[Extensions of Remarks]
From the Congressional Record Online through GPO
DOJ'S FAILURE TO PROTECT VOTING RIGHTS
HON. TERRI A. SEWELL
in the house of representatives
Wednesday, March 15, 2017
Ms. SEWELL of Alabama. Mr. Speaker, today I rise in protest of
President Trump and his Justice Department's failure to protect
Americans' voting rights. The right to vote is a sacred right for which
Americans have fought for generations. From the battlefields of the
Revolutionary War, to the Women's Suffrage Movement, to Bloody Sunday
in my hometown of Selma, Alabama, Americans have risked their lives for
the right to vote.
Unfortunately, The Trump Justice Department recently decided to
dismiss their discriminatory purpose claim against Texas's voter ID
law. Texas's current draconian Voter ID law places harsh restrictions
on minorities and young voters. In 2013, the Department of Justice
filed a lawsuit against the state of Texas claiming that their voter
photo identification law, SB 14, violated Section 2 of the Voting
Rights Act. Since then, two courts have agreed that this law is
discriminatory. So it is incredibly disturbing that the new Department
of Justice reversed their position and withdrew their lawsuit. This
action represents a dramatic shift from the Obama Administration's
policy of protecting Americans' voting rights.
The American people deserve a Justice Department that values and
protects the right to vote. New barriers to voting are being erected
across the country, threatening the integrity of our electoral process
and our democracy. For example, after the Supreme Court struck down key
provisions of the Voting Rights Act, many states, like Alabama and
Texas responded to the Supreme Court's decision by imposing voter ID
laws similar to those of the Jim Crow era. These laws are blatantly
discriminatory, undemocratic, and un-American.
In Alabama, the state government passed a law requiring a photo ID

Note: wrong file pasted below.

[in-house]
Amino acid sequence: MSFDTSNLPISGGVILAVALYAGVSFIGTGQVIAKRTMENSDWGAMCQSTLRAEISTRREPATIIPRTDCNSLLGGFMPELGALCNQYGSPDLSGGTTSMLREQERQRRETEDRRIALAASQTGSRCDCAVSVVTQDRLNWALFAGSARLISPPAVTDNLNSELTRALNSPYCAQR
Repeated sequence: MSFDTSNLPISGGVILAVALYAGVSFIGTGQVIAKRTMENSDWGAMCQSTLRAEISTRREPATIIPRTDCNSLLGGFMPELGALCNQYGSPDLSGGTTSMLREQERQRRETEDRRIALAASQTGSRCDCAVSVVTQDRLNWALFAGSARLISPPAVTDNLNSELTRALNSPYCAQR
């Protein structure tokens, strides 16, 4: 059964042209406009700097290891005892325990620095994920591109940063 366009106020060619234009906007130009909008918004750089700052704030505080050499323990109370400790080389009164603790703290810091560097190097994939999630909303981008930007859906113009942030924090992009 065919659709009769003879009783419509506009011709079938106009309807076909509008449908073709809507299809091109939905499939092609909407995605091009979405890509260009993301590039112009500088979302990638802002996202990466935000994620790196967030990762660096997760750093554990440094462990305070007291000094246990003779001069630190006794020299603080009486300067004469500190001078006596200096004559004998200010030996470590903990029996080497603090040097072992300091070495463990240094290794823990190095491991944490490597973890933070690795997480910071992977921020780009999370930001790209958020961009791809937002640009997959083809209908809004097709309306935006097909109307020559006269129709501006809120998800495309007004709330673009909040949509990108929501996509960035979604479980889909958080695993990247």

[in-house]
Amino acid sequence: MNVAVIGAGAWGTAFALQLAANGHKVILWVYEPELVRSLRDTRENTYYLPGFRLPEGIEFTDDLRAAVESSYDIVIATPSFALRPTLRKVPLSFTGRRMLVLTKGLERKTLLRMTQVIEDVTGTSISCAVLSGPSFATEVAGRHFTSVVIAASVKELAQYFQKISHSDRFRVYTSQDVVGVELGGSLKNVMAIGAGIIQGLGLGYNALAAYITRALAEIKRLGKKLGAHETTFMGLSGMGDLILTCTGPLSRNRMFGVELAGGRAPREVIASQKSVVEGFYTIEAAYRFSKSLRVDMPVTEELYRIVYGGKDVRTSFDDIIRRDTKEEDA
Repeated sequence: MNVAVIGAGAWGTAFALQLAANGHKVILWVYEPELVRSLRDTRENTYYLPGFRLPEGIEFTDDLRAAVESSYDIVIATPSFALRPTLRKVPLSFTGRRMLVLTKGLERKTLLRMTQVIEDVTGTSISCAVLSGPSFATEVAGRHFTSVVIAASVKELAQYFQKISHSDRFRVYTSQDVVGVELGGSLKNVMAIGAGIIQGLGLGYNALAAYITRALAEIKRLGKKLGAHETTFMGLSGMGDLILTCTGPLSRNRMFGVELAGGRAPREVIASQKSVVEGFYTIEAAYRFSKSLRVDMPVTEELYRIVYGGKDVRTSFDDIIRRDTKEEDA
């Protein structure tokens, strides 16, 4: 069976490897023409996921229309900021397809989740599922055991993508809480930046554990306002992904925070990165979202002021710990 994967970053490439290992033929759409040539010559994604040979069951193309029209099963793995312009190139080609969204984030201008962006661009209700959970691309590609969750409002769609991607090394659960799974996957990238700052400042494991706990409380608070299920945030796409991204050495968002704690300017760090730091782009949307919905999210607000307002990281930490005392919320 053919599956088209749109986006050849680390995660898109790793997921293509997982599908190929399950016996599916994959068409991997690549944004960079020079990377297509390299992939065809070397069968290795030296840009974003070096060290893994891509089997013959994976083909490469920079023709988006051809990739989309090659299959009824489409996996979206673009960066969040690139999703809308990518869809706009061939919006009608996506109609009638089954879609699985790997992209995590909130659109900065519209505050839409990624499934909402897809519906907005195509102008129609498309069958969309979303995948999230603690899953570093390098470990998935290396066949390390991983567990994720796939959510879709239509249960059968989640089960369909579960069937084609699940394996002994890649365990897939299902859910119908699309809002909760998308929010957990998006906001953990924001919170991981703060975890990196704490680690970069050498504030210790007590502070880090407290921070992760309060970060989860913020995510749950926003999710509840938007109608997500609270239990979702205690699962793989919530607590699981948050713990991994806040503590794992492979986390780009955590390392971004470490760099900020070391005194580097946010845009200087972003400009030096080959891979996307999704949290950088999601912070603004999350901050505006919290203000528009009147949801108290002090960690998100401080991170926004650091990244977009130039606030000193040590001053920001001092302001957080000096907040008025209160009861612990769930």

to vote while simultaneously closing 34 DMW offices. Doing so had a
discriminatory effect on 8 out of the 10 counties in Alabama with the
highest percentage of Black registered voters. Clearly we cannot yet
trust certain states to protect their citizens' right to vote. As
Americans, we should all be horrified of these laws and the Department
of Justice's failure to fight these regressive measures.
States must not be allowed to return to an era of mass-voter
discrimination, and historically, it has been the responsibility of the
Justice Department to protect Americans from new Jim Crow like laws.
Unfortunately, President Trump's Justice Department seems to be rolling
back this policy.
In 2015, I introduced the Voting Rights Advancement Act, legislation
that would require states with a recent history of voter discrimination
to seek approval from the U.S. Department of Justice before making any
changes to their electoral laws. Specifically, this bill will restore
Section 4(b) of the VRA which the Supreme Court invalidated in Shelby
County v. Holder. Under the new Trump Administration, it is more
important than ever that we pass the Voting Rights Advancement Act, and
have an independent Justice Department that is committed to protecting
Americans' right to vote.